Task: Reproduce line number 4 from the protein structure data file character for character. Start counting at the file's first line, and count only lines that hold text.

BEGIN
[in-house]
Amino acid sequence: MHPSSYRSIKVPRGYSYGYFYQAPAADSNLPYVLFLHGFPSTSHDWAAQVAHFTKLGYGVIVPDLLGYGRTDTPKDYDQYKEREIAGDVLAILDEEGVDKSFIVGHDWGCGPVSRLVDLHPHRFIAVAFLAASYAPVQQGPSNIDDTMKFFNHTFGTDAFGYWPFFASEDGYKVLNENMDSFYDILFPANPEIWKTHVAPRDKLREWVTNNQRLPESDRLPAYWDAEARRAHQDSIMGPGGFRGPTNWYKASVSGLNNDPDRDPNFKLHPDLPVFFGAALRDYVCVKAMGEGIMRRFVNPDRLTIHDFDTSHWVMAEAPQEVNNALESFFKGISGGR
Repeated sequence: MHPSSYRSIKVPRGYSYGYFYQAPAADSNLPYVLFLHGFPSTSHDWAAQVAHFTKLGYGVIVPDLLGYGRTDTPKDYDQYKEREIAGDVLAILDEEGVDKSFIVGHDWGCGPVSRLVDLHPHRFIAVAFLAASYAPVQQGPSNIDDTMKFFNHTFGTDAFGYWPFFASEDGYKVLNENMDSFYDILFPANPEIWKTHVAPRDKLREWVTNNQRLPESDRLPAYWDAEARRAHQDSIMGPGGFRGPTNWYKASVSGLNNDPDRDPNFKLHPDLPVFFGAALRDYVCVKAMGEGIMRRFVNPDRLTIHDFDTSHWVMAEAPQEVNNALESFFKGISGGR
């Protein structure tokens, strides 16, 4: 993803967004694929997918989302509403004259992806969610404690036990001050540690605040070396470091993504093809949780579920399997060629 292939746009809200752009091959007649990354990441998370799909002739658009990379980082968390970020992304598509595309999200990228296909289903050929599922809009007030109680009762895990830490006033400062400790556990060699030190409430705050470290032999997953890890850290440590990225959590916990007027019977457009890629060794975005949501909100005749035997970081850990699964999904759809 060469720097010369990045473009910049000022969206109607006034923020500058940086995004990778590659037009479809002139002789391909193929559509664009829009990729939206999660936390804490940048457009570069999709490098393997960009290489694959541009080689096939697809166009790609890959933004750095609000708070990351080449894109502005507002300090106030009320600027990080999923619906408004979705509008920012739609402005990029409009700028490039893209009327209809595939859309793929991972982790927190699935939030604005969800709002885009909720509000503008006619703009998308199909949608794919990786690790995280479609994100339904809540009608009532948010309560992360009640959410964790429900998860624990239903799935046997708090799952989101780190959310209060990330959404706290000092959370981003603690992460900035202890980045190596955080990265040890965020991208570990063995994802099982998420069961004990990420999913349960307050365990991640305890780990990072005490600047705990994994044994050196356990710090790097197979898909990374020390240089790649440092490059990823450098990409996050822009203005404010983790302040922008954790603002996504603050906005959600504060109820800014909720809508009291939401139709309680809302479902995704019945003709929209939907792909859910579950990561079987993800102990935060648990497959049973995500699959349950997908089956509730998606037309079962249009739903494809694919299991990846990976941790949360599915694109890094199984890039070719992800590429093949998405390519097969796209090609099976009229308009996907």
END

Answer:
């Protein structure tokens, strides 16, 4: 993803967004694929997918989302509403004259992806969610404690036990001050540690605040070396470091993504093809949780579920399997060629 292939746009809200752009091959007649990354990441998370799909002739658009990379980082968390970020992304598509595309999200990228296909289903050929599922809009007030109680009762895990830490006033400062400790556990060699030190409430705050470290032999997953890890850290440590990225959590916990007027019977457009890629060794975005949501909100005749035997970081850990699964999904759809 060469720097010369990045473009910049000022969206109607006034923020500058940086995004990778590659037009479809002139002789391909193929559509664009829009990729939206999660936390804490940048457009570069999709490098393997960009290489694959541009080689096939697809166009790609890959933004750095609000708070990351080449894109502005507002300090106030009320600027990080999923619906408004979705509008920012739609402005990029409009700028490039893209009327209809595939859309793929991972982790927190699935939030604005969800709002885009909720509000503008006619703009998308199909949608794919990786690790995280479609994100339904809540009608009532948010309560992360009640959410964790429900998860624990239903799935046997708090799952989101780190959310209060990330959404706290000092959370981003603690992460900035202890980045190596955080990265040890965020991208570990063995994802099982998420069961004990990420999913349960307050365990991640305890780990990072005490600047705990994994044994050196356990710090790097197979898909990374020390240089790649440092490059990823450098990409996050822009203005404010983790302040922008954790603002996504603050906005959600504060109820800014909720809508009291939401139709309680809302479902995704019945003709929209939907792909859910579950990561079987993800102990935060648990497959049973995500699959349950997908089956509730998606037309079962249009739903494809694919299991990846990976941790949360599915694109890094199984890039070719992800590429093949998405390519097969796209090609099976009229308009996907």